How Iyanla Vanzant Got a Divorced Mom to Face a Harsh Truth
To read part 1 of Theresa Robbin's account: How Iyanla Vanzant Helped a Dicovered Mom Confront Her Guilt
Iyanla Vanzant: When we spoke last time, you told me how guilty you felt about letting your children live with their father so you could focus on your business. Even though you went into the arrangement with the understanding that it would be temporary, you still can't decide whether it was the best move, right?
Theresa Robbins: That's right.
IV: Let's say your sons come back after a year and things return to normal—their very busy routine of a million after-school activities, plus you working two jobs. Here's my question: Did you ever ask them if they wanted this move to be temporary?
TR: No, they didn't have a choice.
IV: Did you have a choice?
TR: No. Well, yes. I could have done things differently, but I thought my decisions—to focus on my business, to give them more time with their father—were the right ones. I felt like I was on the path I was supposed to be on.
IV: And now what does it feel like?
TR: It doesn't feel like I'm Mom.
IV: What does it feel like?
TR: It feels like I'm on the right path career-wise, but I haven't figured everything out. Am I doing enough with the kids? Should I be calling more? I don't want to lose the connection—that's my fear.
IV: Have you ever asked them whether they feel abandoned by you?
TR: No, but I have said, "You do know the entire reason I'm doing this business is for you, right?"
IV: Is that true?
IV: Did they ask you for the business?
TR: No. They inspired me to start the company and create a curriculum for teaching children how to harness their own power.
IV: Okay, let's take a breath. Are you open to some feedback?
TR: I am.
IV: You often begin your answers with what you don't want or what you can't do. I noticed it in our last conversation as well. There's a lot of "It doesn't feel good," "I can't rely," "I don't want," "I don't know," and so on. You look at the negative first.
TR: Really? That surprises me.
IV: This type of language tells me that your heart is closed, possibly because you're afraid to feel everything that's going on. But the greatest gift a mother can give her son is her heart, because the way she wears her heart in the presence of her son teaches him how to be a man.
TR: That's powerful.
IV: So let me tell you what I hear going on. When I asked about your vision for your relationship with your sons and your vision for moving forward, you asked me what to do—how to engage with the boys on your weekend visits, how often to call or text—but not how to be. When your heart is shut down, it becomes about doing and not about being. And your sons can't feel you. Now, tell me what you hear me saying to you. I don't want you to repeat my words. I want you to tell me what you hear.
TR: So my heart has...my heart is closed.
IV: Would that be accurate?
TR: I hadn't thought about that, but...
IV: You can't think about your heart, baby. How does it feel?
TR: I feel like I've been protecting myself.
IV: Let's reframe that. I've been protecting myself because I feel what?
TR: I feel scared.... I've been protecting myself so I can be in control.
IV: The number one human addiction is control. Earlier you said you didn't have a choice. I know you stopped and corrected yourself, but you did say it. And since no one has completely neutral thoughts, I'm going to take what first came out of your mouth as the gospel for you in the moment. You said you didn't have a choice. Do you recall saying that?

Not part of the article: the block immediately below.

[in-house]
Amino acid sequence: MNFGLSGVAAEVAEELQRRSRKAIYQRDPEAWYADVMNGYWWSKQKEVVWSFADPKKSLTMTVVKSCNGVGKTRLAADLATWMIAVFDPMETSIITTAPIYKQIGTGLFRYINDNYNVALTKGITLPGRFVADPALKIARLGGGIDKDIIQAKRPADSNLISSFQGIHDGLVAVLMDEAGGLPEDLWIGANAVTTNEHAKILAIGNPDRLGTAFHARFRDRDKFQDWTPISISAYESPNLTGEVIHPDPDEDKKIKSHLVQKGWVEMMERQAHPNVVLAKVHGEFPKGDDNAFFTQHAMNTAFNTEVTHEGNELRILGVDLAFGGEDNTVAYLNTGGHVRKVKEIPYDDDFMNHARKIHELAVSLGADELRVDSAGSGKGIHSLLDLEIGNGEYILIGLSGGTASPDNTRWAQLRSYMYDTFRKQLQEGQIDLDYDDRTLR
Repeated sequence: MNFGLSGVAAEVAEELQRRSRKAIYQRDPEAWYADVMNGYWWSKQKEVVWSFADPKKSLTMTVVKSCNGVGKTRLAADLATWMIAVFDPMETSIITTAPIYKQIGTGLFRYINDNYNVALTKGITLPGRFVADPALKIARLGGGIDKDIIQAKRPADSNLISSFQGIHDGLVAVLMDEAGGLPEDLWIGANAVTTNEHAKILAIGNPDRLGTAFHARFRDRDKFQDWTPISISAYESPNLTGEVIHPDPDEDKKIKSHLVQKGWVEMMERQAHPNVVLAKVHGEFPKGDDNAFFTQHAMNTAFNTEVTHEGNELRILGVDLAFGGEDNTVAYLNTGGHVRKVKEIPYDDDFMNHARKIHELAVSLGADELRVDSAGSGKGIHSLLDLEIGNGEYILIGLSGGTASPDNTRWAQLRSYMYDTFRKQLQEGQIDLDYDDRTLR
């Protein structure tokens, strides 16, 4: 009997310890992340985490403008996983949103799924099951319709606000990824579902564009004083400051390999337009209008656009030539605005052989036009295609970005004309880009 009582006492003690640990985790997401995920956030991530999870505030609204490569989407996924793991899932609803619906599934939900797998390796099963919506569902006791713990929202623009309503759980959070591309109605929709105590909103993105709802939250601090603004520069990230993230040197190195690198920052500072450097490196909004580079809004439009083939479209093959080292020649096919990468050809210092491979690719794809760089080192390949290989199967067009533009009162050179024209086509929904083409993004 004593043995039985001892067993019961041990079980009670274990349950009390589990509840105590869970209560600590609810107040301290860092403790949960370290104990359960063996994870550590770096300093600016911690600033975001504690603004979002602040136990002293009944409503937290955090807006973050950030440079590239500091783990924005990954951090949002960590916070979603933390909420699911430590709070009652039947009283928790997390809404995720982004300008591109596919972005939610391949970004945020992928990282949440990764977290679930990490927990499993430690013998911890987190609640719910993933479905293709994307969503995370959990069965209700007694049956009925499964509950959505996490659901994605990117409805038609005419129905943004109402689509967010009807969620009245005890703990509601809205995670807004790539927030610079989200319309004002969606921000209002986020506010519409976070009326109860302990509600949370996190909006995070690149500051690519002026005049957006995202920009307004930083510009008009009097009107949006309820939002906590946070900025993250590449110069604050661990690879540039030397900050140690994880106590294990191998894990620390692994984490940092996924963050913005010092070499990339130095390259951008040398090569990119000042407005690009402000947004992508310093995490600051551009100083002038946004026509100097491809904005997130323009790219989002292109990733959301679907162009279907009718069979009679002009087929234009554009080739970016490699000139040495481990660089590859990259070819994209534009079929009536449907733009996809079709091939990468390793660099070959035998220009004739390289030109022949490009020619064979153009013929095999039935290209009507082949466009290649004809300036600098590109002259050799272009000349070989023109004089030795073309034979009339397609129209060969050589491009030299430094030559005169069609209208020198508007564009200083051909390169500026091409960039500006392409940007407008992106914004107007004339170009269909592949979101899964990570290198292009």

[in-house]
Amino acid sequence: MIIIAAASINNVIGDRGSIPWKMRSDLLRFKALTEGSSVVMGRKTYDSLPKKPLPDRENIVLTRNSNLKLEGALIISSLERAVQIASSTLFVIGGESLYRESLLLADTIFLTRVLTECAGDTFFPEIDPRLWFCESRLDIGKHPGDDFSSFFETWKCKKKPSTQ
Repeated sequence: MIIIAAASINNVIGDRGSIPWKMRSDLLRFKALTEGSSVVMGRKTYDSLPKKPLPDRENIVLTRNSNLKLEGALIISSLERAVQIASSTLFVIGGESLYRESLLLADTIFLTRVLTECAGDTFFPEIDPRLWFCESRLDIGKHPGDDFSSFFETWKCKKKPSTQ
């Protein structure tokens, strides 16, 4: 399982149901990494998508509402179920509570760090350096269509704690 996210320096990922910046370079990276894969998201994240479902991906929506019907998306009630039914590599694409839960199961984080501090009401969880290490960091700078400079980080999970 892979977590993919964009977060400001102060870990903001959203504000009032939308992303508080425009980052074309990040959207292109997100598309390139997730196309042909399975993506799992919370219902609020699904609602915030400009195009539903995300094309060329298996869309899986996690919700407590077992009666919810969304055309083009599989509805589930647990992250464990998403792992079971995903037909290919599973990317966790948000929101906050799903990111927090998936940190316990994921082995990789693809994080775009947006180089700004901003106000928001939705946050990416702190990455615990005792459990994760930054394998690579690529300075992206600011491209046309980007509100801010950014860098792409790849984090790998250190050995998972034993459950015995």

TR: I do.
IV: Choices are power. You get to choose how to create this experience for yourself and for your sons. The concern I have is that you didn't really have a relationship with them. You were their mom, you love them, they love you, blah blah blah, but I'm talking about a relationship. And that's what you have an opportunity to create now—a relationship with them, even though you're no longer the primary caregiver. My question to you last time was, "What's your issue?" And you said you wanted to know what your relationship with your kids should look like now. Well, it's going to look like whatever you create it to be. I also have some other observations I'd like to share with you if you're open....
IV: I would be dancing naked if I had an ex-husband who walked into my life and said, "I'll take the three kids." Are you kidding me? Here, take the dog, too! What an absolutely divine opportunity. There are hundreds of thousands of women around the world who would give their two front teeth and their left earlobe to have a man who wants to take his children. And here you are, moping and weeping. Now, while I say that in jest, I am in part being serious. Because what this says to me is that maybe God has something else in store for you. You said your business was needed. God is saying, "Let me put you on this path and remove all distractions so you can do this for me." But you feel guilty.
TR: I'm holding back because I don't want—
IV: There you go again: "I don't want."
TR: I guess it's the fear of making mistakes.
IV: Well, you've already made the mistakes. You've wasted months living in your head. That's a dangerous place to be. I always tell people: Thinking can be hazardous to your feelings.
TR: That's really good.
IV: Are you open to seeing this custody arrangement as an opportunity?
TR: I think so.
IV: Then we're on the right track.
Iyanla Vanzant is the host of OWN's Iyanla: Fix My Life and the author of Trust: Mastering the Four Essential Trusts.